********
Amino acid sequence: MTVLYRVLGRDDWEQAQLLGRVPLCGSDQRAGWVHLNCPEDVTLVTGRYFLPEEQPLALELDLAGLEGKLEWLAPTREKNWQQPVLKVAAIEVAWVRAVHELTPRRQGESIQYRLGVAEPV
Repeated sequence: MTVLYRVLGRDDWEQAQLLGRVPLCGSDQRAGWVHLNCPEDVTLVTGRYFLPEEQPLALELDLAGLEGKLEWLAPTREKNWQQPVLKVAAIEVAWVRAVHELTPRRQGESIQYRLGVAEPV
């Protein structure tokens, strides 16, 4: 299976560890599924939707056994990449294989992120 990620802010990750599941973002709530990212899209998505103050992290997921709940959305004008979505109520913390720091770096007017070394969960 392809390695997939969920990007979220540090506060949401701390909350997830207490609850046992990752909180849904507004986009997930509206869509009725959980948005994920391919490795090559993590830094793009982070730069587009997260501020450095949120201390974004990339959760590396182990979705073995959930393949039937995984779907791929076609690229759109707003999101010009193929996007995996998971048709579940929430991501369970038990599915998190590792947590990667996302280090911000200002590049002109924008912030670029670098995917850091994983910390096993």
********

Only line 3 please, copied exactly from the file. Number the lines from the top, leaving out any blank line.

């Protein structure tokens, strides 16, 4: 299976560890599924939707056994990449294989992120 990620802010990750599941973002709530990212899209998505103050992290997921709940959305004008979505109520913390720091770096007017070394969960 392809390695997939969920990007979220540090506060949401701390909350997830207490609850046992990752909180849904507004986009997930509206869509009725959980948005994920391919490795090559993590830094793009982070730069587009997260501020450095949120201390974004990339959760590396182990979705073995959930393949039937995984779907791929076609690229759109707003999101010009193929996007995996998971048709579940929430991501369970038990599915998190590792947590990667996302280090911000200002590049002109924008912030670029670098995917850091994983910390096993």